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On November 15, NYDFS announced new regulatory guidance which adopts new requirements for coin-listing and delisting policies of DFS-regulated virtual currency entities, updating its 2020 framework for each policy. After considering public comments, the new guidance aims to enhance standards for self-certification of coins and includes requirements for risk assessment, advance notification, and governance. It emphasizes stricter criteria for approving coins and mandates adherence to safety, soundness, and consumer protection principles. Virtual currency entities must comply with these guidelines, requiring DFS approval for coin-listing policies before self-certifying coins, and submitting detailed records for ongoing compliance review. The guidance also outlines procedures for delisting coins and necessitates virtual currency entities to have an approved coin-delisting policy.
As an example under coin listing policy framework, the letter states that a virtual currency entity risk assessment must be tailored to a virtual currency entity's business activity and can include factors such as (i) technical design and technology risk; (ii) market and liquidity risk; (iii) operational risk; (iv) cybersecurity risk; (v) illicit finance risk; (vi) legal risk; (vii) reputational risk; (viii) regulatory risk; (ix) conflicts of interest; and (x) consumer protection. Regarding consumer protection, NYDFS says that virtual currency entities must “ensure that all customers are treated fairly and are afforded the full protection of all applicable laws and regulations, including protection from unfair, deceptive, or abusive practices.”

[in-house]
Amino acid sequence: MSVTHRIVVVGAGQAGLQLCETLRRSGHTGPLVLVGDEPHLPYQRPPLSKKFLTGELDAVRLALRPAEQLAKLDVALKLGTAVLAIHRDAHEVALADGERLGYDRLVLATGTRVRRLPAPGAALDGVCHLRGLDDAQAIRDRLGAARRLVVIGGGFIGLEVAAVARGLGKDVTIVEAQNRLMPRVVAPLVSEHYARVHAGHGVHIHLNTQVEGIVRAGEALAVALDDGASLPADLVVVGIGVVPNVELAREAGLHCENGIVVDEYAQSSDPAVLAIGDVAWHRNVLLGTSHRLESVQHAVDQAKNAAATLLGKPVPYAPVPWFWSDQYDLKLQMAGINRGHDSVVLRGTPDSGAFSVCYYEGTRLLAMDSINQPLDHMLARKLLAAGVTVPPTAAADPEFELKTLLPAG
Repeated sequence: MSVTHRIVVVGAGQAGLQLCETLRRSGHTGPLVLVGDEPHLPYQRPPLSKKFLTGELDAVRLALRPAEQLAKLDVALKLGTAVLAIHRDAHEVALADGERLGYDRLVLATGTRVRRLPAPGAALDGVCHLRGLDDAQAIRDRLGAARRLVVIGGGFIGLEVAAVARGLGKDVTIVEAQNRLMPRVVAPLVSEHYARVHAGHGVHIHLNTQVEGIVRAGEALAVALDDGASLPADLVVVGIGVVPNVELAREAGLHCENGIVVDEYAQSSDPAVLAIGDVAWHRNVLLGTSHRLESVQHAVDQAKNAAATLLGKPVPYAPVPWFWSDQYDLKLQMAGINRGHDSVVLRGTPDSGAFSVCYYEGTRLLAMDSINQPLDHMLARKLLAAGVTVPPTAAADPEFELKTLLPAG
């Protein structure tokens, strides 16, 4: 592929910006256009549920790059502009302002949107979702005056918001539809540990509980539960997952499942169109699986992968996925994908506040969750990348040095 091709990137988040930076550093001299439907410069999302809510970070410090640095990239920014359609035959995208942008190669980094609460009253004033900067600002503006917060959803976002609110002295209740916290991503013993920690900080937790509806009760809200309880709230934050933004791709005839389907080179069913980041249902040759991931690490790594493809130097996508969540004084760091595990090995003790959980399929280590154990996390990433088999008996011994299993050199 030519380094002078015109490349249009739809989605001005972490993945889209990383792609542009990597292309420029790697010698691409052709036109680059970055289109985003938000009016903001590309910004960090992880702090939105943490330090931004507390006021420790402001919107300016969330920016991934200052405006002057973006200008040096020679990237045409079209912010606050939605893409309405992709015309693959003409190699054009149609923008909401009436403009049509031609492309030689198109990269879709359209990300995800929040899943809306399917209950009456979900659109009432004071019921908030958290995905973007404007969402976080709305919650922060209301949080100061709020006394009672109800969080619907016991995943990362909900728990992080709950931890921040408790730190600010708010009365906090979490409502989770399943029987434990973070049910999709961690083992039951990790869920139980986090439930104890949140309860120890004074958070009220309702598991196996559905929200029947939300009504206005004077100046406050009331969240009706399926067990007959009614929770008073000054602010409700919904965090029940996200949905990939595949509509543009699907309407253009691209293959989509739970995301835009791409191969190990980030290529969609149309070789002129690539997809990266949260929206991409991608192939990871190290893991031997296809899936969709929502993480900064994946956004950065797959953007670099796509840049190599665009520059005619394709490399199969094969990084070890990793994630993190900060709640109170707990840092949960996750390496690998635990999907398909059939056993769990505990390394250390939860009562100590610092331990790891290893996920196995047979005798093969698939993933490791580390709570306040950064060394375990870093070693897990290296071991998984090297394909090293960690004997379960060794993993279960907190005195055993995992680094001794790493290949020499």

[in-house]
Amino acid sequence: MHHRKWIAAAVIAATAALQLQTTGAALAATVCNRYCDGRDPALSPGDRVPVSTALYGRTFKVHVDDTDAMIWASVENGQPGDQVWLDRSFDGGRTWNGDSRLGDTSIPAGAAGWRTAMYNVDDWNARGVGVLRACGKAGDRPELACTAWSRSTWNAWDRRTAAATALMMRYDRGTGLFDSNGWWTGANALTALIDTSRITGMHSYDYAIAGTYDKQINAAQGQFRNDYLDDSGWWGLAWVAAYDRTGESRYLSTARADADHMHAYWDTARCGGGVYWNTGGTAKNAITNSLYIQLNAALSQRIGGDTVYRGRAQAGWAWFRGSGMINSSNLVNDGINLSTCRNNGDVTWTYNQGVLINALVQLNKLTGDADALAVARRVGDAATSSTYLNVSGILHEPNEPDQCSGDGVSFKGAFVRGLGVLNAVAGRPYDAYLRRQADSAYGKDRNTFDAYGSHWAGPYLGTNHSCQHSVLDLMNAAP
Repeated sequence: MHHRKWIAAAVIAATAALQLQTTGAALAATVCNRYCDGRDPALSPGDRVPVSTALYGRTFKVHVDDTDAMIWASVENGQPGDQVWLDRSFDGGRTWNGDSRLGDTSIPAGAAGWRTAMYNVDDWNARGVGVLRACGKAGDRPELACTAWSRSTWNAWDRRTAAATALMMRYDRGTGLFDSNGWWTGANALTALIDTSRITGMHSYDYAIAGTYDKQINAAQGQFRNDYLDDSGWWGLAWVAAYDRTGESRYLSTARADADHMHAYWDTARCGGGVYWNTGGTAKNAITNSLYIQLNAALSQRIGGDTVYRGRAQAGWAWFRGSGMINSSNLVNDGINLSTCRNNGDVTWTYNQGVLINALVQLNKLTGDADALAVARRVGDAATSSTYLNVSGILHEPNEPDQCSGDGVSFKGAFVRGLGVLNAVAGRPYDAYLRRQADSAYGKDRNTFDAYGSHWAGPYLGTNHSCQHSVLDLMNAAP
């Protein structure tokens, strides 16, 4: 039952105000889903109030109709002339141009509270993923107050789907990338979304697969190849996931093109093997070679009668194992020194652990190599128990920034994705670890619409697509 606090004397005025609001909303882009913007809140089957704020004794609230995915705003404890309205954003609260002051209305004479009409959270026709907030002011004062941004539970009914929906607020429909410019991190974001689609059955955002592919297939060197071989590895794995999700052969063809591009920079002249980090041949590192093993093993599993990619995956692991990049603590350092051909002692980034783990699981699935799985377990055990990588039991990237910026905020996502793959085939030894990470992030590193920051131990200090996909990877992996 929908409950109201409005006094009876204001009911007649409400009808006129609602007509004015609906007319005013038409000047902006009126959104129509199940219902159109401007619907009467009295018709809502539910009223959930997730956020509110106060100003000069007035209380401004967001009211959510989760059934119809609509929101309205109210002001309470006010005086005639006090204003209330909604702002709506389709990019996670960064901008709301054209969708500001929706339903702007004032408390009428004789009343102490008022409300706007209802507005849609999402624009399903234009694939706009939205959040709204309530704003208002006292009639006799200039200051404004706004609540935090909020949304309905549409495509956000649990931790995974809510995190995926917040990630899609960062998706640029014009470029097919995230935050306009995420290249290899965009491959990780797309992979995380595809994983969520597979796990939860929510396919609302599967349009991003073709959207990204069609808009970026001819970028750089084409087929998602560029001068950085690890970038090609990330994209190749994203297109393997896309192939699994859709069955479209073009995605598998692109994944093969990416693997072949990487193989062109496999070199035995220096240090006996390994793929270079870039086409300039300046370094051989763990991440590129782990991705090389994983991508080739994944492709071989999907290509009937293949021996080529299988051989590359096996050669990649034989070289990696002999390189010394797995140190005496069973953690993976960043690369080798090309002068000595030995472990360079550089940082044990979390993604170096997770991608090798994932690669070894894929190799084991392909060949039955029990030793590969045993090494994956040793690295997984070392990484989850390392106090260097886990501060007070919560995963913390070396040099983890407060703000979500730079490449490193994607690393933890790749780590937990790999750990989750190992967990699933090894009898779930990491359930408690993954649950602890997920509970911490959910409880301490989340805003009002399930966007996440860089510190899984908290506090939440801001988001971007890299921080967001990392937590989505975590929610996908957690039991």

Similar to the listing policy framework, the letter provides a fulsome delisting policy framework. The letter also stated that all virtual currency entities must meet with the DFS by December 8 to preview their draft coin-delisting policies and that final policies must be submitted to DFS for approval by January 31, 2024.
On November 9, the State of Minnesota enacted Chapter 70--S.F.No. 2995, a large bill to amend certain sections of its current health care provisions. The bill covers extensive changes to healthcare provisions, from prescription contraceptives, hearing aids, mental health, long COVID, and childcare, among many others.
One of the significant new laws requires a hospital to first check if a patient’s bill is eligible for charity care before sending it off to a third-party collection agency. Further, the bill places new requirements on hospitals collecting on a medical debt before it can “garnish wages or bank accounts” of an individual. The Minnesota law also outlines how a hospital wishing to use a third-party collection agency, must first complete an affidavit attesting that it has checked if the patient is eligible for charity care, confirmed proper billing, given the patient the opportunity to apply for charity care, and, under certain circumstances, if the patient is unable to pay in one lump sum, offered a reasonable payment plan instead.